Learning as knowledge creation

learning for, and from, all.

Research output: Contribution to journalArticle

Abstract

‘Learning as knowledge creation’ is a notion of learning that deeply contrasts traditional models of learning and teaching that centre on the idea that knowledge can be acquired. The shift in thinking underpinning this movement from knowledge acquisition to creation can have a profound impact on the everyday learning experiences of all children. Through this paper, it is therefore my objective to illustrate the possibilities that can be harnessed when children are given the opportunity to create knowledge together. To achieve this goal, the limitations of a ‘learning as knowledge acquisition’ model and associated assessment practices are first deconstructed and critiqued. Drawing upon theoretical insights from the arena of complexity theory, learning as an on-going process of collective knowledge creation is presented. Complexity theory opens up a dynamic space in which to explore the notion of otherness as well as further theoretical insights from the field of phenomenology. Walking and drawing are suggested as pedagogical approaches that smoothly bridge theory and practice, offering a pragmatic approach that gives children’s perceptions and reflections an active voice in the complex process of learning as children engage with the world and each other. Finally, a reflection on an alternative curricular design is offered that may support a more inclusive approach to learning and teaching.
Original languageEnglish
Article number2
Pages (from-to)21-37
Number of pages16
JournalEducation in the North
Volume21
Issue numberSpecial Edition
Publication statusPublished - 1 Oct 2014

Fingerprint

learning
knowledge acquisition
collective knowledge
phenomenology
foreignness
Teaching
learning theory
pragmatics
experience

Keywords

  • Knowledge creation
  • Voice
  • Walking
  • Drawing
  • Curriculum

Cite this

Learning as knowledge creation : learning for, and from, all. / Darling, Kirsten.

In: Education in the North, Vol. 21, No. Special Edition, 2, 01.10.2014, p. 21-37.

Research output: Contribution to journalArticle

@article{7dee060ccb3c4b549b81380b77c37559,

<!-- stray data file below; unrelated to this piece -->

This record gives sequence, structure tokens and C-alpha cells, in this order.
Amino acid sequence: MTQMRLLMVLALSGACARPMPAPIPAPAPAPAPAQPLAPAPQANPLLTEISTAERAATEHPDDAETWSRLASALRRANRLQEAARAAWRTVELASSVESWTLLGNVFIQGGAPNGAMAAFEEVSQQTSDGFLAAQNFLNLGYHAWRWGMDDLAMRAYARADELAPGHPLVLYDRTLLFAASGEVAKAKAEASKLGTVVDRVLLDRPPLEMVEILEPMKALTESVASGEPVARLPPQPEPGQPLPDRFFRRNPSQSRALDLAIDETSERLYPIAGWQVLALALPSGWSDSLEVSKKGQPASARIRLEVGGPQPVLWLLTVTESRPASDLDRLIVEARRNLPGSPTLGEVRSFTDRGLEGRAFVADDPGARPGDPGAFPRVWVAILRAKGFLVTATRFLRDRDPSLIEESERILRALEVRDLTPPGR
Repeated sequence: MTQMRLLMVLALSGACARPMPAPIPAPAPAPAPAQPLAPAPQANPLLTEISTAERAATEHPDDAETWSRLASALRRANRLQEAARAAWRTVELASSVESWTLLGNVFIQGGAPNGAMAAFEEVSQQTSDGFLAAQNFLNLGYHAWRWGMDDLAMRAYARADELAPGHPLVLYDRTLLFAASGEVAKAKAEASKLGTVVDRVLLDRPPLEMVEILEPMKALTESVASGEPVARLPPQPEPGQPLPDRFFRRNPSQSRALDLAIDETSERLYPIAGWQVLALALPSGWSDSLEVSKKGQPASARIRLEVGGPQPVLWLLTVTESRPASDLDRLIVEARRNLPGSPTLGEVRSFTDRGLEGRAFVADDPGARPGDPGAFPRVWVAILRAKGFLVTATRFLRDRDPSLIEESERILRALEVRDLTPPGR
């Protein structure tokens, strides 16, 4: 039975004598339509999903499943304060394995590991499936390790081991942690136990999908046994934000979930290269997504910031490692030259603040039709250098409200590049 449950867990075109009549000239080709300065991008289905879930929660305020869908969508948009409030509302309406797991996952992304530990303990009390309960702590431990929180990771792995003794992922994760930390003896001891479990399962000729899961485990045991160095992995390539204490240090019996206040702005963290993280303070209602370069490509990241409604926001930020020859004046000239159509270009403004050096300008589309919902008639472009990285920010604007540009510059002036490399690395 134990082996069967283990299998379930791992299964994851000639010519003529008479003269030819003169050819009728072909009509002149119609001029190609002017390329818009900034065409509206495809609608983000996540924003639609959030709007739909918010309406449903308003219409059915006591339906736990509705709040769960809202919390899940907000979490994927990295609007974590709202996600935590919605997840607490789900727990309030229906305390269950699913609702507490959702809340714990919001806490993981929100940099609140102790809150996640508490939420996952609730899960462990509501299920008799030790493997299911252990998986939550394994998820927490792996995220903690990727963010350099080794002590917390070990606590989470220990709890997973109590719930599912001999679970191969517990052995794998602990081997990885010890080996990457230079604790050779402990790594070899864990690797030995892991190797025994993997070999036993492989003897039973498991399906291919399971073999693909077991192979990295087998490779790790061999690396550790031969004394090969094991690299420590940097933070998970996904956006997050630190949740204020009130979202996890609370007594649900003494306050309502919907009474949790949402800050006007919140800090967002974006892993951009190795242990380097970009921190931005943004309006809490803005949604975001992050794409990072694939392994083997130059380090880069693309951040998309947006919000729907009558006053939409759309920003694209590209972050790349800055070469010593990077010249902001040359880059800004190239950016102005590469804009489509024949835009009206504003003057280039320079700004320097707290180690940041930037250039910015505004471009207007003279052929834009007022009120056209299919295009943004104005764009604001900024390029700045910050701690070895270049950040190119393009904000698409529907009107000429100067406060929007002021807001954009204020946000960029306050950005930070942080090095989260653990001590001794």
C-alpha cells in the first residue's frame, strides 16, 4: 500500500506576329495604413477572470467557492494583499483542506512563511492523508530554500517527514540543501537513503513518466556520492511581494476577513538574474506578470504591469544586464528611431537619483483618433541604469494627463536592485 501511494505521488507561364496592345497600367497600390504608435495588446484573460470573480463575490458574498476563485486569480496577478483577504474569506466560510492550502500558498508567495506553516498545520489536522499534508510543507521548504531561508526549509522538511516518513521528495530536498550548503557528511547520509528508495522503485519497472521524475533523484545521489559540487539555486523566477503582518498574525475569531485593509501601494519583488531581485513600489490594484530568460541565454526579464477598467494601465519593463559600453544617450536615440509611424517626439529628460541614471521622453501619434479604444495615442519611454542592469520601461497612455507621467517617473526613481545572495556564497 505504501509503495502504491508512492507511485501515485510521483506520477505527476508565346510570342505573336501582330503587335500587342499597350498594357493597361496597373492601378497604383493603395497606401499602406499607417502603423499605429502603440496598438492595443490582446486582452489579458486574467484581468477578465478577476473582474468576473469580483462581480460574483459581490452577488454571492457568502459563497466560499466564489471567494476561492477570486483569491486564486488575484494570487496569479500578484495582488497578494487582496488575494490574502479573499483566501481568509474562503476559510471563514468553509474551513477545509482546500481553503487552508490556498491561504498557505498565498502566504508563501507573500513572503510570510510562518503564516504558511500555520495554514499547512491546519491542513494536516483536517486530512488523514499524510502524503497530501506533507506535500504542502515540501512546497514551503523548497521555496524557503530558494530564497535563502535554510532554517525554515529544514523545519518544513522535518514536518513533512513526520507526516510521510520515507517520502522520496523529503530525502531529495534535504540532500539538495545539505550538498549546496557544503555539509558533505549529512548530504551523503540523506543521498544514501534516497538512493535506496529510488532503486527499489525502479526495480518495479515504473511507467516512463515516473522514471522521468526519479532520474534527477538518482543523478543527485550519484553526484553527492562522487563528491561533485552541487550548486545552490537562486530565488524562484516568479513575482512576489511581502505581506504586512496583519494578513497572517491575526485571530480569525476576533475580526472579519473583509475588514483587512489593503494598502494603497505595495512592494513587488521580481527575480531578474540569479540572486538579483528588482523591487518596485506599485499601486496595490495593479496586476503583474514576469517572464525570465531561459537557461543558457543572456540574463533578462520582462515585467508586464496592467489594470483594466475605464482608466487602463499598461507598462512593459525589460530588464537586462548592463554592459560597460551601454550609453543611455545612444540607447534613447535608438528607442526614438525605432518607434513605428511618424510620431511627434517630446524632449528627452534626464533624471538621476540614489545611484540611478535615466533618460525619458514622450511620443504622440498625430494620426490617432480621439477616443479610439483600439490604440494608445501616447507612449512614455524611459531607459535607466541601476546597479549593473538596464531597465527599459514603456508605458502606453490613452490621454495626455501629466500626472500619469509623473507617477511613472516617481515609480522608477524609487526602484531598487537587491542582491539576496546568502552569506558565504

title = "Learning as knowledge creation: learning for, and from, all.",
abstract = "‘Learning as knowledge creation’ is a notion of learning that deeply contrasts traditional models of learning and teaching that centre on the idea that knowledge can be acquired. The shift in thinking underpinning this movement from knowledge acquisition to creation can have a profound impact on the everyday learning experiences of all children. Through this paper, it is therefore my objective to illustrate the possibilities that can be harnessed when children are given the opportunity to create knowledge together. To achieve this goal, the limitations of a ‘learning as knowledge acquisition’ model and associated assessment practices are first deconstructed and critiqued. Drawing upon theoretical insights from the arena of complexity theory, learning as an on-going process of collective knowledge creation is presented. Complexity theory opens up a dynamic space in which to explore the notion of otherness as well as further theoretical insights from the field of phenomenology. Walking and drawing are suggested as pedagogical approaches that smoothly bridge theory and practice, offering a pragmatic approach that gives children’s perceptions and reflections an active voice in the complex process of learning as children engage with the world and each other. Finally, a reflection on an alternative curricular design is offered that may support a more inclusive approach to learning and teaching.",